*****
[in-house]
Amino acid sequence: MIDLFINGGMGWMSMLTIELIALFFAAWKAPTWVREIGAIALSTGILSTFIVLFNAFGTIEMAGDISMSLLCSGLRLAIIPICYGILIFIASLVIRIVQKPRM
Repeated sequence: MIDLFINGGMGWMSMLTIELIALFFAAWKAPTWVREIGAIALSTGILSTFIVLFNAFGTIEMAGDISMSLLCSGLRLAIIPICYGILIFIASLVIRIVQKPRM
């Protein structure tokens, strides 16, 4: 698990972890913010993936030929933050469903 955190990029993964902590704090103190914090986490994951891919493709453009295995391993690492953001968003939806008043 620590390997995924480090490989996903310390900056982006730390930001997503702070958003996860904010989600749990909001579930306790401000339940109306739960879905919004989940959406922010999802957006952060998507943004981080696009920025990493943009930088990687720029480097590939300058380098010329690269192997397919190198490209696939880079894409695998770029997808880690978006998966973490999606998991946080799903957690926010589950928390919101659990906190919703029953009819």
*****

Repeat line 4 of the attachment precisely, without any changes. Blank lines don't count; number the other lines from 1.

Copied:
């Protein structure tokens, strides 16, 4: 698990972890913010993936030929933050469903 955190990029993964902590704090103190914090986490994951891919493709453009295995391993690492953001968003939806008043 620590390997995924480090490989996903310390900056982006730390930001997503702070958003996860904010989600749990909001579930306790401000339940109306739960879905919004989940959406922010999802957006952060998507943004981080696009920025990493943009930088990687720029480097590939300058380098010329690269192997397919190198490209696939880079894409695998770029997808880690978006998966973490999606998991946080799903957690926010589950928390919101659990906190919703029953009819």